The Yona is definitely one of the garments that sold me on Project #SewMyStyle. I’m a total sucker for menswear inspired coats. I spent most of last November and December on a hunt for a longer version of this coat that would be long enough for me! When I saw this pattern was included in this year’s lineup of makes, I immediately started dreaming of different options and looks. I’ve drifted from what I initially envisioned, but you’ll have to wait till the end of the month to see the final product! And I may even return to this pattern to go with my original idea… Let’s talk about what I’ve found as variations on the Yona wrap coat for you all to try! All images below are linked to my Pin on Pinterest.
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Variations on the Yona Wrap Coat
1 – Plaid
If I liked matching plaid at all, my Yona wrap coat would DEFINITELY be in some sort of delicious plaid tweed. As it stands, my plaid matching skills aren’t worthy of a coat yet, so someone please make a plaid Yona so I can live vicariously through you! This plaid is definitely one of my dream plaids, but this version is a little budget-friendlier. And this plaid is also machine washable!
2 – Leather accents
I love the idea of bringing a little more edge to this already modern coat with leather accents. The top of the notched collar would look so cool in black leather, and so would the pockets! You could also do some “bias tape” around part or all of the coat in leather. I’ve used this faux leather before, and it’s definitely lightweight enough to do a collar or bias tape in.
3 – Contrast elements
I think you could easily cut the collar to be a contrast fabric from the rest of your coat. If you’re not ready to commit to the collar, try making the underside of the belt in a contrast. Or, you could just stick to a really awesome lining! Any of Cotton + Steel’s lawns would be a great choice, but I’m partial to the new celestial print, or those classic flamingoes. Why not put a pop of summer into a winter coat?
4 – Velvet
Okay, I reeeeeaaaaally want a velvet Yona wrap coat, but I had trouble finding non-stretch velvet. I think non-stretch fabric is vital for this pattern. The pattern calls for medium to heavy weight fabric, and since velvet is lighter, I wouldn’t want to risk combining that with stretch. But how amazing would a burgundy or dusty pink coat be, or one in this amazing tapestry-style velvet? I need!
1 – Lean into the boyish vibe
Making this a masculine coat is so easy. Use a dark boiled wool or a nubbly tweed to infiltrate the boys’ club! I can just imagine a great gray tweed Yona wrap coat with jewel tone pants and velvet loafers… Someone send that outfit my way!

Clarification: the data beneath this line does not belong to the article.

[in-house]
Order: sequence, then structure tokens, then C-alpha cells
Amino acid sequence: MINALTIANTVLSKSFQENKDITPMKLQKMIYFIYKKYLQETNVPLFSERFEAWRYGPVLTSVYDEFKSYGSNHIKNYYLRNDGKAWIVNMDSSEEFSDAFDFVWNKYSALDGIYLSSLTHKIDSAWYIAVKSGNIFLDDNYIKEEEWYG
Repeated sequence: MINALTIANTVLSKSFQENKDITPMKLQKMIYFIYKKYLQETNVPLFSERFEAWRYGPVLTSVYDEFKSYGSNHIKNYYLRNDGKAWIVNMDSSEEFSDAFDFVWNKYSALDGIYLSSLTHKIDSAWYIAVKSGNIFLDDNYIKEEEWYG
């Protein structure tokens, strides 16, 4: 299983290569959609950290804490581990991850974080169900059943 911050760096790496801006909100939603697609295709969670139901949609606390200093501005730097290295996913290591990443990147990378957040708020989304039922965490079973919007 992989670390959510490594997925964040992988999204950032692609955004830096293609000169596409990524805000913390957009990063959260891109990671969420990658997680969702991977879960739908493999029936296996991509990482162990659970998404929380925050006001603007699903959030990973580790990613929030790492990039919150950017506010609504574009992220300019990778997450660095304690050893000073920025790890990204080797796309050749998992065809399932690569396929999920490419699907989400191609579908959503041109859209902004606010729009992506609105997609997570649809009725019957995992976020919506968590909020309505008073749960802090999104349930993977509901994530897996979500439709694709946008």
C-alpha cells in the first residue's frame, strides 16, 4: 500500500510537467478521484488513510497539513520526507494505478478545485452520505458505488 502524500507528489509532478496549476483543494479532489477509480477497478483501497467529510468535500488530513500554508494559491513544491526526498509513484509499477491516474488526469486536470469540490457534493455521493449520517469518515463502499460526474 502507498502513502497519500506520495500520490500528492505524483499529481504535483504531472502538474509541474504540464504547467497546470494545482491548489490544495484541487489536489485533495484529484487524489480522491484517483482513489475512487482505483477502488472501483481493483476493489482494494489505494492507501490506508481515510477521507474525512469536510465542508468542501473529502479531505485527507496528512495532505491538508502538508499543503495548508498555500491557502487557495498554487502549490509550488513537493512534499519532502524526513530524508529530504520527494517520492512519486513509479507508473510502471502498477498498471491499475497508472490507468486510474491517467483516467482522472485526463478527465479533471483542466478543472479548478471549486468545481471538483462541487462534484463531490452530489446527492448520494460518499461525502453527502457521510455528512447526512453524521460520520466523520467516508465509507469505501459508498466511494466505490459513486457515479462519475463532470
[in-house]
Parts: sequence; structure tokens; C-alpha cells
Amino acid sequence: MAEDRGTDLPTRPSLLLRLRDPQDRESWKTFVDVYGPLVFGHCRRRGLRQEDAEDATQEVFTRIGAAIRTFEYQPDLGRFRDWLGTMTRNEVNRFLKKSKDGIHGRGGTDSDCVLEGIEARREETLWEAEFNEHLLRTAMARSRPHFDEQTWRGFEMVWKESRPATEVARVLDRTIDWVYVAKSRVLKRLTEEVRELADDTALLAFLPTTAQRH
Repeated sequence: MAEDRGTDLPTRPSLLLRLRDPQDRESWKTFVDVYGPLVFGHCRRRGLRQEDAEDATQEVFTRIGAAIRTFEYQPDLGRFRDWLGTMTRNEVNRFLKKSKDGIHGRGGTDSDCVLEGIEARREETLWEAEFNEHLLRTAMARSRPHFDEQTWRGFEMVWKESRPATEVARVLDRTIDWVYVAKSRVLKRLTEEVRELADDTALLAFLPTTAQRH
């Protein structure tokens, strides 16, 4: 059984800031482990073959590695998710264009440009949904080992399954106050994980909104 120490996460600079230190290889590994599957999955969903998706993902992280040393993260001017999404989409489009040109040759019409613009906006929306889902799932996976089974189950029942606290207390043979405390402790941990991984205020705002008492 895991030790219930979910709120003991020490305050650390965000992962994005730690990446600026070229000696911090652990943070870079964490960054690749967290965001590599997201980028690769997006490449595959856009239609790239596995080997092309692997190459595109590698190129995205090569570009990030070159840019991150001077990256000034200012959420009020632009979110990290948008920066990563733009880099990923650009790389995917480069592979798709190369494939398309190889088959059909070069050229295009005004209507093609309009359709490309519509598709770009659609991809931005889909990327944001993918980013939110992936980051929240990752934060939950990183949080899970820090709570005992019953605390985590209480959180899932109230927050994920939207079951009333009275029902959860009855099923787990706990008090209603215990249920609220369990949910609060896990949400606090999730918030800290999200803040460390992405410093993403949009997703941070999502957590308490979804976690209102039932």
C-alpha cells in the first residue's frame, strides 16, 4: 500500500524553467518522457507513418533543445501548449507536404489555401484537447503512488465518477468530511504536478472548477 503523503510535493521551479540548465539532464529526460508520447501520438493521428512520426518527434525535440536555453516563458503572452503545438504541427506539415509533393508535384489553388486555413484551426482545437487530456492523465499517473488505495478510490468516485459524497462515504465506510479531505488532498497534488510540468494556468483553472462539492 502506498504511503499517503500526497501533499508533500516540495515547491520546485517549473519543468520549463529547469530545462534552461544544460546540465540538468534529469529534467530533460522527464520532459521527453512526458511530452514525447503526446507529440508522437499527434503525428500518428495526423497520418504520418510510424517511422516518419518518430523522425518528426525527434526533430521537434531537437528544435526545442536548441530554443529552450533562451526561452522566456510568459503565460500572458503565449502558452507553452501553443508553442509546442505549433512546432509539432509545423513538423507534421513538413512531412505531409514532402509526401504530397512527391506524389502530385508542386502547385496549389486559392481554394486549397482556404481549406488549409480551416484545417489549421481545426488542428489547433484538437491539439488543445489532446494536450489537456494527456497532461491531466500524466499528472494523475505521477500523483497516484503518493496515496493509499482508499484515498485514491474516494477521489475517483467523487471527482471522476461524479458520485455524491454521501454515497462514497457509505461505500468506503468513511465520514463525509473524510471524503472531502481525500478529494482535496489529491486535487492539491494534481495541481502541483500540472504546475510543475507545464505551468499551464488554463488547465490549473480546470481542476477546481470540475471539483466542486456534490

2 – Feminize the silhouette
At the same time, you could easily bring some feminine details to the Yona. Draft the skirt of the coat out into an A-line, or add some faux fur to the cuffs. Now I’m envisioning someone wearing the Yona to ice skate…
Up for more of a challenge? I think two collar modifications would be perfect for a Yona Wrap Coat!
1 – Shawl collar
A shawl collar would also go a long way towards feminizing the Yona wrap coat. It’d definitely make this coat more winter-friendly, too, especially if you’re in a place that has a chilly-but-not-cold winter. This collar would be so cozy with a big chunky scarf! It’d look best in a heavier weight fabric, though, so you get the true shawl look and not just like a melting collar.
2 – A drapey collar
Okay, so maybe “drapey collar” isn’t the technical term for this, but hell if I know it. I think this could actually be a pretty easy hack, although it’d be easier if it didn’t have raglan sleeves, I think. Really it just calls for making sure the neckline is as rectangular as possible, and has some excess in the front to drape. Unlike the shawl collar, a fabric in a middle weight would allow this hack to fall best.
Whee! Eight whole ways to make the Yona Wrap Coat feel perfect for you. And if you’re still in the market for Yona Wrap Coat inspiration, check out my Pinterest board dedicated to the pattern. Do you have big plans for this coat? I’d love to hear more about them in the comments, or see them on Instagram! You can use #maddiemadethis to show me anything you make inspired by a hack I post — you may just show up on my own account or in my newsletter!